We were delighted to host our MGM in the glorious surroundings of the Royal Institute of British Architects, where members enjoyed presentations from esteemed speakers such as Professor Dame Sue Hill before a concluding expert panel session to better understand how to work more effectively with the NHS.
Indeed, after opening comments from BIVDA Chair Helen Tucker, the Chief Scientific Officer for England began her keynote address. Professor Dame Sue Hill outlined the number of national commitments to diagnostics which highlighted the importance of partnerships in meeting national challenges and recognised the strength of our industry and academia. She evoked the image of a ‘three=legged stool’ to illustrate the fundamental collaboration between industry, academia and the NHS.
Diagnostics, she stated, is central to moving towards a preventative form of healthcare; an objective integral to current and future health policy. The many transformation programmes are working towards the goal of 95% of patients needing a diagnostic test receive it within six weeks by March 2025.
The future of health will be shaped by diagnostics. The growth of personalised medicine, predictive analysis and real-time data, remote patient monitoring, and point of care genomic analysis will be just some of features of the new diagnostics revolution, she claimed. A mention was given to the breakneck speed of genomic development as new areas are further explored, such as proteomics and metabolomics.
Her final message was clear, and optimistic: the direction of travel is extremely positive, supported by DHSC, other government agencies and departments, and NHS leaders. There has never been a better time for collaboration.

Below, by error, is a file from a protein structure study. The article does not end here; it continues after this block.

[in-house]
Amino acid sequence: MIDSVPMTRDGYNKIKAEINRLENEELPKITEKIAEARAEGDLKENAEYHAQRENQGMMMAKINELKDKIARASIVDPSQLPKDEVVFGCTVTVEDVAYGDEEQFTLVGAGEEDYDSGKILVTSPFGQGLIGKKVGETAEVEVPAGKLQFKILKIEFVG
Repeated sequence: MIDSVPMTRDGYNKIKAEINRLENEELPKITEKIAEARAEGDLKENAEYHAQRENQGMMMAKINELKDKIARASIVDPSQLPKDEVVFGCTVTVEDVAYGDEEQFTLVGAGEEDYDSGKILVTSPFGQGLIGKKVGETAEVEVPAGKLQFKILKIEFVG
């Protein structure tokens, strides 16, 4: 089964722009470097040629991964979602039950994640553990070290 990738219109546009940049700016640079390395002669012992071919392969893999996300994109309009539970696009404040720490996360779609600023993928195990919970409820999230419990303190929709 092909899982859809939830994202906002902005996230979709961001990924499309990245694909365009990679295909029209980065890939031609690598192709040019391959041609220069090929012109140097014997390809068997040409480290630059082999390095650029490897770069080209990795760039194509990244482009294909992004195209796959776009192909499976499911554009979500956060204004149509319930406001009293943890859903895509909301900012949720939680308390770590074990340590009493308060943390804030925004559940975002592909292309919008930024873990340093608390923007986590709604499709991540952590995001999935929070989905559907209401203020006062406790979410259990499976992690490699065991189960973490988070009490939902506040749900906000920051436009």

Mark Oakes, Head of Life Sciences at the Department of Business and Trade then followed. He tried to demystify the newly created department, describing it as a adopting a more holistic approach to business and business support. The life sciences was pinpointed as being key to the free trade agreements that his department brokers, highlighting the strength of our industry and the UK’s global reputation.
Mr Oakes also alluded to the number of government commitments to the life sciences industry to demonstrate that it remained a high political priority. He also namechecked the UK Export Finance service, which is specifically prioritising life sciences companies, therefore members may want to engage with the service if they are hitherto unfamiliar.
Representatives from DHSC were then on hand to provide an update on the MedTech Strategy. Emily Roseveare claimed that the MedTech Strategy’s aims were already coming to fruition, evidencing the IDAP pathway (which closes on 29 October!) and the recent £30 million allocation to ICSs to help rollout innovations in their areas.
Joseph Burt, Head of Diagnostics at MHRA, treated the audience to a regulatory update. He spoke of the agency’s ambition to complement vigilance with post-market surveillance and ultimately elevate UK IVDs to achieve the highest standard of safety.